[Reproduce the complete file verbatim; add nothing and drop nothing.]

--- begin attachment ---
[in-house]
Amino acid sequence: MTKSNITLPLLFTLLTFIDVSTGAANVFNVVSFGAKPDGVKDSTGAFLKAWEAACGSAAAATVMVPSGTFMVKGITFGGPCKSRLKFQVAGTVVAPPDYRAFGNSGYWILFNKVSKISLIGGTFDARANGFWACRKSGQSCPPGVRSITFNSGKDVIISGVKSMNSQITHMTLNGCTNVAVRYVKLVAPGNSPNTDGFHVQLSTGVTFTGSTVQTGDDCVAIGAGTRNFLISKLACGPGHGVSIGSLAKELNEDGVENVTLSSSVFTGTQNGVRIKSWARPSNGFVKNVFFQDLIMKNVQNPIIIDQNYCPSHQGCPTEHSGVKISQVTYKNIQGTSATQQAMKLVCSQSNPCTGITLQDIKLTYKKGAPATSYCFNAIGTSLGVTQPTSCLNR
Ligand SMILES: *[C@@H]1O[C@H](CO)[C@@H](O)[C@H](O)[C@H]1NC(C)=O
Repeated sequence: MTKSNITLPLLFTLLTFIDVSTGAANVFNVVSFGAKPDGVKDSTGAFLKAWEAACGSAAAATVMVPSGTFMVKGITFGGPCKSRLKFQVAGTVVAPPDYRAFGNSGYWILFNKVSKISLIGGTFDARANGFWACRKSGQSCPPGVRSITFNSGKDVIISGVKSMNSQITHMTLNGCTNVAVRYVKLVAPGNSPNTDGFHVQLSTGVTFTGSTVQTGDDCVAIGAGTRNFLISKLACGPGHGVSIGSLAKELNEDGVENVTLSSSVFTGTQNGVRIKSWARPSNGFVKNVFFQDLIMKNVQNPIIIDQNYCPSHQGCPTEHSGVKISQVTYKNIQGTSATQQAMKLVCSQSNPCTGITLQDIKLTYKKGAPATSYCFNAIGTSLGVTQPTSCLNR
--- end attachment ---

[in-house]
Amino acid sequence: MTKSNITLPLLFTLLTFIDVSTGAANVFNVVSFGAKPDGVKDSTGAFLKAWEAACGSAAAATVMVPSGTFMVKGITFGGPCKSRLKFQVAGTVVAPPDYRAFGNSGYWILFNKVSKISLIGGTFDARANGFWACRKSGQSCPPGVRSITFNSGKDVIISGVKSMNSQITHMTLNGCTNVAVRYVKLVAPGNSPNTDGFHVQLSTGVTFTGSTVQTGDDCVAIGAGTRNFLISKLACGPGHGVSIGSLAKELNEDGVENVTLSSSVFTGTQNGVRIKSWARPSNGFVKNVFFQDLIMKNVQNPIIIDQNYCPSHQGCPTEHSGVKISQVTYKNIQGTSATQQAMKLVCSQSNPCTGITLQDIKLTYKKGAPATSYCFNAIGTSLGVTQPTSCLNR
Ligand SMILES: *[C@@H]1O[C@H](CO)[C@@H](O)[C@H](O)[C@H]1NC(C)=O
Repeated sequence: MTKSNITLPLLFTLLTFIDVSTGAANVFNVVSFGAKPDGVKDSTGAFLKAWEAACGSAAAATVMVPSGTFMVKGITFGGPCKSRLKFQVAGTVVAPPDYRAFGNSGYWILFNKVSKISLIGGTFDARANGFWACRKSGQSCPPGVRSITFNSGKDVIISGVKSMNSQITHMTLNGCTNVAVRYVKLVAPGNSPNTDGFHVQLSTGVTFTGSTVQTGDDCVAIGAGTRNFLISKLACGPGHGVSIGSLAKELNEDGVENVTLSSSVFTGTQNGVRIKSWARPSNGFVKNVFFQDLIMKNVQNPIIIDQNYCPSHQGCPTEHSGVKISQVTYKNIQGTSATQQAMKLVCSQSNPCTGITLQDIKLTYKKGAPATSYCFNAIGTSLGVTQPTSCLNR